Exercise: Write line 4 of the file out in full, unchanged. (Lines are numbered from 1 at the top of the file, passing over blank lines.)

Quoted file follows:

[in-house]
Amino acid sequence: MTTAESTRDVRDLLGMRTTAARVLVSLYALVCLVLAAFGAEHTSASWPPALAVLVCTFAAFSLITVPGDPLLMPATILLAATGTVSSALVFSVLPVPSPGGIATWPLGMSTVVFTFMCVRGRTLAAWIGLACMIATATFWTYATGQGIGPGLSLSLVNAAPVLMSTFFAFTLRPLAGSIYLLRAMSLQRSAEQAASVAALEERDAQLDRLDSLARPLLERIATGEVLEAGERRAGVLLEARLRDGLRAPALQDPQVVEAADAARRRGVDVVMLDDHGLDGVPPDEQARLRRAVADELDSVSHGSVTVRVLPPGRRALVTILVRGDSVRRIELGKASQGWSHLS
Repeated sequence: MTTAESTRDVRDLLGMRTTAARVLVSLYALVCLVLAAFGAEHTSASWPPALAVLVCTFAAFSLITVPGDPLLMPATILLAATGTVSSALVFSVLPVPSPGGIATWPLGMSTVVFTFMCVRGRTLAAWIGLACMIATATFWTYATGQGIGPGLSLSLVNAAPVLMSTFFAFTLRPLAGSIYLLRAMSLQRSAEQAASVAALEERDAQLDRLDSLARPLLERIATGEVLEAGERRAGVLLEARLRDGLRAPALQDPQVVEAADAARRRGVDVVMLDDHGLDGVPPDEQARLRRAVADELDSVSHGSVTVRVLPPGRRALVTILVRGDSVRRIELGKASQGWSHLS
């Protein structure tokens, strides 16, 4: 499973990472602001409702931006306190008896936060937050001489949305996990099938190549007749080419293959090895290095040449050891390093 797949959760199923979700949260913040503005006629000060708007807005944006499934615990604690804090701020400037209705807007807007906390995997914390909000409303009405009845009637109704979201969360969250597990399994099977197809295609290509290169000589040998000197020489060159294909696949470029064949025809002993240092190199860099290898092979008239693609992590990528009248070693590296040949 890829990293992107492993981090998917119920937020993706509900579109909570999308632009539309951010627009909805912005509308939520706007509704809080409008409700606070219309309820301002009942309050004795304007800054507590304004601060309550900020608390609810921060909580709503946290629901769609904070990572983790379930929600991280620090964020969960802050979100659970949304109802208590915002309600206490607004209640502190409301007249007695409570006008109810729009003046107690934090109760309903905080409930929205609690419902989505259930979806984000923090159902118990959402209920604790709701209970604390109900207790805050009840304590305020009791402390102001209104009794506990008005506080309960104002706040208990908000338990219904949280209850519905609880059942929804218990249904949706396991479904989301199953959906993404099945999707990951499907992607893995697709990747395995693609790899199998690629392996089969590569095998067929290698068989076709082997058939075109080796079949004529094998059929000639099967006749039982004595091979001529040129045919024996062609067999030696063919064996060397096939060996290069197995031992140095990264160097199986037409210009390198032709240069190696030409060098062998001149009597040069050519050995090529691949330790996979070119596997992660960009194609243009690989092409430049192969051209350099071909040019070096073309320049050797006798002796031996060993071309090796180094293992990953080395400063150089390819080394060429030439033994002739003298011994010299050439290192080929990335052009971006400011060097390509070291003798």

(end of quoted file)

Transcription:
């Protein structure tokens, strides 16, 4: 499973990472602001409702931006306190008896936060937050001489949305996990099938190549007749080419293959090895290095040449050891390093 797949959760199923979700949260913040503005006629000060708007807005944006499934615990604690804090701020400037209705807007807007906390995997914390909000409303009405009845009637109704979201969360969250597990399994099977197809295609290509290169000589040998000197020489060159294909696949470029064949025809002993240092190199860099290898092979008239693609992590990528009248070693590296040949 890829990293992107492993981090998917119920937020993706509900579109909570999308632009539309951010627009909805912005509308939520706007509704809080409008409700606070219309309820301002009942309050004795304007800054507590304004601060309550900020608390609810921060909580709503946290629901769609904070990572983790379930929600991280620090964020969960802050979100659970949304109802208590915002309600206490607004209640502190409301007249007695409570006008109810729009003046107690934090109760309903905080409930929205609690419902989505259930979806984000923090159902118990959402209920604790709701209970604390109900207790805050009840304590305020009791402390102001209104009794506990008005506080309960104002706040208990908000338990219904949280209850519905609880059942929804218990249904949706396991479904989301199953959906993404099945999707990951499907992607893995697709990747395995693609790899199998690629392996089969590569095998067929290698068989076709082997058939075109080796079949004529094998059929000639099967006749039982004595091979001529040129045919024996062609067999030696063919064996060397096939060996290069197995031992140095990264160097199986037409210009390198032709240069190696030409060098062998001149009597040069050519050995090529691949330790996979070119596997992660960009194609243009690989092409430049192969051209350099071909040019070096073309320049050797006798002796031996060993071309090796180094293992990953080395400063150089390819080394060429030439033994002739003298011994010299050439290192080929990335052009971006400011060097390509070291003798």